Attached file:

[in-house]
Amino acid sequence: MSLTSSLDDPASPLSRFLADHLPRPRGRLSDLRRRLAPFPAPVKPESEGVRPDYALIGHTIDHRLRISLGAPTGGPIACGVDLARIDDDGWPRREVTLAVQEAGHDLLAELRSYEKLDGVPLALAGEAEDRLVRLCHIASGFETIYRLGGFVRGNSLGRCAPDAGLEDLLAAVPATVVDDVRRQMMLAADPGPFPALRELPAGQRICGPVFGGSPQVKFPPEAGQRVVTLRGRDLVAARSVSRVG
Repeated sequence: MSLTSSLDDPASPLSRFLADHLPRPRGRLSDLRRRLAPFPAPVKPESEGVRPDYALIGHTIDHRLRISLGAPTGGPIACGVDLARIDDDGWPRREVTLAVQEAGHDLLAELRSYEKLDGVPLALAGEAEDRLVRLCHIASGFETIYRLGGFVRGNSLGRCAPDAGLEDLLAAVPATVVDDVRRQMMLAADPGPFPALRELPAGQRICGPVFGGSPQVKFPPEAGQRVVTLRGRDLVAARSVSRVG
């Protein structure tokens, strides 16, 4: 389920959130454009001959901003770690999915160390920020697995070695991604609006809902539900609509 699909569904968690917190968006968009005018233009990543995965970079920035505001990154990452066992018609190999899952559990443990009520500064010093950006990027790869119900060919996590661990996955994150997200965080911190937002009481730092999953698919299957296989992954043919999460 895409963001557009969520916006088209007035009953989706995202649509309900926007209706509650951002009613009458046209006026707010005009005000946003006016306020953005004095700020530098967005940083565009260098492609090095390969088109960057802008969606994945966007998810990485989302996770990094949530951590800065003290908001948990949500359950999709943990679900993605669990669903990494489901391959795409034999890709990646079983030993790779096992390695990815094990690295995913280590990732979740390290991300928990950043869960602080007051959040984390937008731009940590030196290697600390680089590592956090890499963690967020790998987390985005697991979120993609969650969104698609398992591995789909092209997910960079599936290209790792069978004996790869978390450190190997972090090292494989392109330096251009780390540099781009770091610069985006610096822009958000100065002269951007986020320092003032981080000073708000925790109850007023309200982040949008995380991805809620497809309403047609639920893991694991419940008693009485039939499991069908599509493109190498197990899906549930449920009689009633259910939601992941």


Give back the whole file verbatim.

[in-house]
Amino acid sequence: MSLTSSLDDPASPLSRFLADHLPRPRGRLSDLRRRLAPFPAPVKPESEGVRPDYALIGHTIDHRLRISLGAPTGGPIACGVDLARIDDDGWPRREVTLAVQEAGHDLLAELRSYEKLDGVPLALAGEAEDRLVRLCHIASGFETIYRLGGFVRGNSLGRCAPDAGLEDLLAAVPATVVDDVRRQMMLAADPGPFPALRELPAGQRICGPVFGGSPQVKFPPEAGQRVVTLRGRDLVAARSVSRVG
Repeated sequence: MSLTSSLDDPASPLSRFLADHLPRPRGRLSDLRRRLAPFPAPVKPESEGVRPDYALIGHTIDHRLRISLGAPTGGPIACGVDLARIDDDGWPRREVTLAVQEAGHDLLAELRSYEKLDGVPLALAGEAEDRLVRLCHIASGFETIYRLGGFVRGNSLGRCAPDAGLEDLLAAVPATVVDDVRRQMMLAADPGPFPALRELPAGQRICGPVFGGSPQVKFPPEAGQRVVTLRGRDLVAARSVSRVG
């Protein structure tokens, strides 16, 4: 389920959130454009001959901003770690999915160390920020697995070695991604609006809902539900609509 699909569904968690917190968006968009005018233009990543995965970079920035505001990154990452066992018609190999899952559990443990009520500064010093950006990027790869119900060919996590661990996955994150997200965080911190937002009481730092999953698919299957296989992954043919999460 895409963001557009969520916006088209007035009953989706995202649509309900926007209706509650951002009613009458046209006026707010005009005000946003006016306020953005004095700020530098967005940083565009260098492609090095390969088109960057802008969606994945966007998810990485989302996770990094949530951590800065003290908001948990949500359950999709943990679900993605669990669903990494489901391959795409034999890709990646079983030993790779096992390695990815094990690295995913280590990732979740390290991300928990950043869960602080007051959040984390937008731009940590030196290697600390680089590592956090890499963690967020790998987390985005697991979120993609969650969104698609398992591995789909092209997910960079599936290209790792069978004996790869978390450190190997972090090292494989392109330096251009780390540099781009770091610069985006610096822009958000100065002269951007986020320092003032981080000073708000925790109850007023309200982040949008995380991805809620497809309403047609639920893991694991419940008693009485039939499991069908599509493109190498197990899906549930449920009689009633259910939601992941």